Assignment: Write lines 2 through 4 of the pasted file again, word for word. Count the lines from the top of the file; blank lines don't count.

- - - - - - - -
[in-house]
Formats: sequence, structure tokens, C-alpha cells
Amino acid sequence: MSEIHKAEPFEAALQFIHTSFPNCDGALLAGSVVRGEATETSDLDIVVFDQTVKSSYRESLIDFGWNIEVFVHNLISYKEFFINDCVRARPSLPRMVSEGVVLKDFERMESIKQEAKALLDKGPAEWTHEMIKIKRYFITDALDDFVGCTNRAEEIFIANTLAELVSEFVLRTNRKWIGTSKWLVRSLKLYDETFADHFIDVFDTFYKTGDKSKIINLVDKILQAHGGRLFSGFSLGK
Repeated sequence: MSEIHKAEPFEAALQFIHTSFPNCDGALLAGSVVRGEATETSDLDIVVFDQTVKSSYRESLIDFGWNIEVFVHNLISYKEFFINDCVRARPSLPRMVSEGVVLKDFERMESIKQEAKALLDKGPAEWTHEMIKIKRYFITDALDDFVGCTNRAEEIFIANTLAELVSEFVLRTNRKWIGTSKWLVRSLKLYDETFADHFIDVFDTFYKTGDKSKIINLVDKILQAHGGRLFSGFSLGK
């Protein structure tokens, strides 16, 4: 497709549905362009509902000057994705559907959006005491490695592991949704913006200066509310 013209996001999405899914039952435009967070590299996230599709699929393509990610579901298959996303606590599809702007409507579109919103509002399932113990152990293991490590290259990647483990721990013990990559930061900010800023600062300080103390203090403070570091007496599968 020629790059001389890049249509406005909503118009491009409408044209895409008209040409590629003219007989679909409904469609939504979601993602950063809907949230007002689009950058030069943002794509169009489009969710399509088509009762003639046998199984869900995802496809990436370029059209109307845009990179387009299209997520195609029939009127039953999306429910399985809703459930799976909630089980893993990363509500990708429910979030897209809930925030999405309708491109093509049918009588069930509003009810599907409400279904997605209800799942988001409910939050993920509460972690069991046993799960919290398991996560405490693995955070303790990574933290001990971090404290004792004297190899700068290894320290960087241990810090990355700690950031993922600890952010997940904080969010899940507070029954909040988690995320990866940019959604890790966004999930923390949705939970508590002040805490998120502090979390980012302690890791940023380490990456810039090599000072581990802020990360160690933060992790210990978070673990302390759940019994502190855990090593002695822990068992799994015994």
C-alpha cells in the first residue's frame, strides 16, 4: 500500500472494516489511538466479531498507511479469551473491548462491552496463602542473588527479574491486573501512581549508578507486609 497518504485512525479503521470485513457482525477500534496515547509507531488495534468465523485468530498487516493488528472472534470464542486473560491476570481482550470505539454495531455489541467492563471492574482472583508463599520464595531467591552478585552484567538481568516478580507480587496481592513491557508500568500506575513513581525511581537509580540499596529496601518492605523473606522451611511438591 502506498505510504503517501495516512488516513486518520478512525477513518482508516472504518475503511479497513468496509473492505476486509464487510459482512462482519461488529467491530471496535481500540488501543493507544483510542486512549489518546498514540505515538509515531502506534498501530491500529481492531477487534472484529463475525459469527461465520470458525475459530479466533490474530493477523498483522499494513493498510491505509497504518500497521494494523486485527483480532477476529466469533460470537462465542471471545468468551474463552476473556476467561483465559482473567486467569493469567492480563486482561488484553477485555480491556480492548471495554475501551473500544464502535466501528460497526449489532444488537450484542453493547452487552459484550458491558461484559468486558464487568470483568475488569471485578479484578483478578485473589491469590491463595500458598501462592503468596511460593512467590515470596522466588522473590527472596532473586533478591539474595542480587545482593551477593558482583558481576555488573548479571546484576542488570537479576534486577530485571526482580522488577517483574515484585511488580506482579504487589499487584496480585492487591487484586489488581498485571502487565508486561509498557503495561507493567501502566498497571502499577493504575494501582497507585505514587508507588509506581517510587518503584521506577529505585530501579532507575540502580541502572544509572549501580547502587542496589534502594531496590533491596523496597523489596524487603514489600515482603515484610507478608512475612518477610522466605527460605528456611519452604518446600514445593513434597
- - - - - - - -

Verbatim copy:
Formats: sequence, structure tokens, C-alpha cells
Amino acid sequence: MSEIHKAEPFEAALQFIHTSFPNCDGALLAGSVVRGEATETSDLDIVVFDQTVKSSYRESLIDFGWNIEVFVHNLISYKEFFINDCVRARPSLPRMVSEGVVLKDFERMESIKQEAKALLDKGPAEWTHEMIKIKRYFITDALDDFVGCTNRAEEIFIANTLAELVSEFVLRTNRKWIGTSKWLVRSLKLYDETFADHFIDVFDTFYKTGDKSKIINLVDKILQAHGGRLFSGFSLGK
Repeated sequence: MSEIHKAEPFEAALQFIHTSFPNCDGALLAGSVVRGEATETSDLDIVVFDQTVKSSYRESLIDFGWNIEVFVHNLISYKEFFINDCVRARPSLPRMVSEGVVLKDFERMESIKQEAKALLDKGPAEWTHEMIKIKRYFITDALDDFVGCTNRAEEIFIANTLAELVSEFVLRTNRKWIGTSKWLVRSLKLYDETFADHFIDVFDTFYKTGDKSKIINLVDKILQAHGGRLFSGFSLGK